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Magnum PI Robin’s Nest Now Controversial Obama House Hawaii

The Obamas were recently in Hawaii to check on the well-underway construction at their new multimillion-dollar Hawaii mansion near Honolulu, together with its seawall that is causing so much controversy. Nearby neighbors in the Waimanalo community are concerned that it will further erode the fragile beachline fronting the stunning turquoise ocean.

As you may recall, the property was purchased by close friend Marty Nesbitt, in 2015 for a cost of just under $9 million. Previously it was also the home where the Magnum PI mansion was located, nearby Waimanalo Beach. It was torn down as a result of disrepair in 2018.

Three homes are in construction at present on the beachfront compound, which includes two swimming pools and a security fence. The property sits nestled nearby the Koolau Mountains with a spectacular view of Waimanalo Bay.

Former President Barack Obama became known for spending Christmas holidays on Oahu, in a rented home at Kailua Bay, near Kailua Beach, during his presidency. In recent years, they have come to spend yet more time in Hawaii.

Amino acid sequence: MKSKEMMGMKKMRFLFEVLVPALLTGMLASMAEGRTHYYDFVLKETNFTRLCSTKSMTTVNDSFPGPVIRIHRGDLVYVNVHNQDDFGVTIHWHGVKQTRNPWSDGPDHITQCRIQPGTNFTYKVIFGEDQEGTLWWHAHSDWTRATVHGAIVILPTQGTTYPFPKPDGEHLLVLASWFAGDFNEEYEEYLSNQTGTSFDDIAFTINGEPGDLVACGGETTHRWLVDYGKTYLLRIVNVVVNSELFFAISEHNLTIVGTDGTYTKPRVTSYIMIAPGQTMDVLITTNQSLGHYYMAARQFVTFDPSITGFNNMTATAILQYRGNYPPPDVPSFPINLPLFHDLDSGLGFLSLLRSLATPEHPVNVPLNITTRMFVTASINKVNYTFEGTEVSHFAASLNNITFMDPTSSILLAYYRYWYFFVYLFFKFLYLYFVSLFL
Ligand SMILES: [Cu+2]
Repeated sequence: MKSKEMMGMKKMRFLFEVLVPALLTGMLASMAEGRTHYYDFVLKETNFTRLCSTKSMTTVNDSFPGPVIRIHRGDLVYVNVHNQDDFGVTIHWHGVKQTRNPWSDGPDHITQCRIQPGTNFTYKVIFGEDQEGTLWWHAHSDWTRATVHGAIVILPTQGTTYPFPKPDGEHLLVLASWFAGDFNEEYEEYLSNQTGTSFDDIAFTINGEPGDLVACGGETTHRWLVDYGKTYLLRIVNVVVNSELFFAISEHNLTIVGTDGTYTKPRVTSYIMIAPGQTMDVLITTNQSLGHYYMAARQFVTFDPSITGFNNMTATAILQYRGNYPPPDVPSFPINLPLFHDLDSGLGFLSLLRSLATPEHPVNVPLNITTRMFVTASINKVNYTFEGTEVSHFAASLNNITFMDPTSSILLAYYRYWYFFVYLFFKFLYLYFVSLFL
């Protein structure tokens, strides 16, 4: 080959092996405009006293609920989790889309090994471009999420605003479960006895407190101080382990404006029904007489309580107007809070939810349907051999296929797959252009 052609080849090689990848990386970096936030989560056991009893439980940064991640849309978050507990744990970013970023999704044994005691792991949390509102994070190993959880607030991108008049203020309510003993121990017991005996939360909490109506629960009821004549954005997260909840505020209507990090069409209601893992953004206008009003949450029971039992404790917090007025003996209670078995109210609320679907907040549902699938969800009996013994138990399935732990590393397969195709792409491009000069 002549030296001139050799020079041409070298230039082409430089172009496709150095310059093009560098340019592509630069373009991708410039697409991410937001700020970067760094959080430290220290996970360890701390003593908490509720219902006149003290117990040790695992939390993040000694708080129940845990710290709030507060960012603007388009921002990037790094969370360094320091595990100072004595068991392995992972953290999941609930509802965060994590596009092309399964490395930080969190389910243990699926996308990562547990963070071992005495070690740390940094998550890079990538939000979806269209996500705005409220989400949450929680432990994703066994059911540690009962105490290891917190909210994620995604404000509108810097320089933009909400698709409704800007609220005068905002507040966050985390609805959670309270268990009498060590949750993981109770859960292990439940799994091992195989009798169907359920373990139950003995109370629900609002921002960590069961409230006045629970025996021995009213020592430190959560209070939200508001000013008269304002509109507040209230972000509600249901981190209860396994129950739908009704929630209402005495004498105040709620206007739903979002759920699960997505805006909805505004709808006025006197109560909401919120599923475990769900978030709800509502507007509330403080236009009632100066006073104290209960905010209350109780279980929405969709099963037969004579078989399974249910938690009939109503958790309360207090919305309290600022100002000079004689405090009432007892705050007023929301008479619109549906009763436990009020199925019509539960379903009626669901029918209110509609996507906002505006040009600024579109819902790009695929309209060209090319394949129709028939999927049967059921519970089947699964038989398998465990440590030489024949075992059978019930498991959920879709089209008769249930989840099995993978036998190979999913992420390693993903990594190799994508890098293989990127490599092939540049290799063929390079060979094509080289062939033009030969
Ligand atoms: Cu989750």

Controversial sea wall.

More recently, it came to public awareness that a plan was underway to retain a 100-year old sea wall on the beach at Obama’s coastal estate. That however was not in the interest of environmentalists and neighbors due to beach erosion. The issue is that the sea wall can further contribute to the beach’s erosion by impacting the natural flow of the ocean.

An apparent loophole in the law permitted the 2015 sellers of the massive compound to obtain an easement on public land for a one-time payment of $61K, just before it was sold. They asked officials for a 55-year lease of the public property underneath the century-old sea wall, which in turn gave the new property owners, the Obamas, the right to keep the concrete structure in place. That led to the building permits that are resulting in the current construction. While more than 100 such easements were created in the past two decades, they are nonetheless controversial, according to environmental experts, and are a primary cause of beach loss. Many consider such easements to be a planning loophole by the county in terms of environmental sustainability.

It appears that at one time, it was believed that these structures were a well-intended way to preserve coastal properties and were not the main cause of beach loss. Now, however, it has become clear that in fact they are contraindicated in relation to preserving Hawaii’s natural coastlines. Such structures do not protect the shoreline, however, and in fact directly result in existing beach loss by interrupting the ocean’s natural flow, according to scientists. These are at odds with modern laws.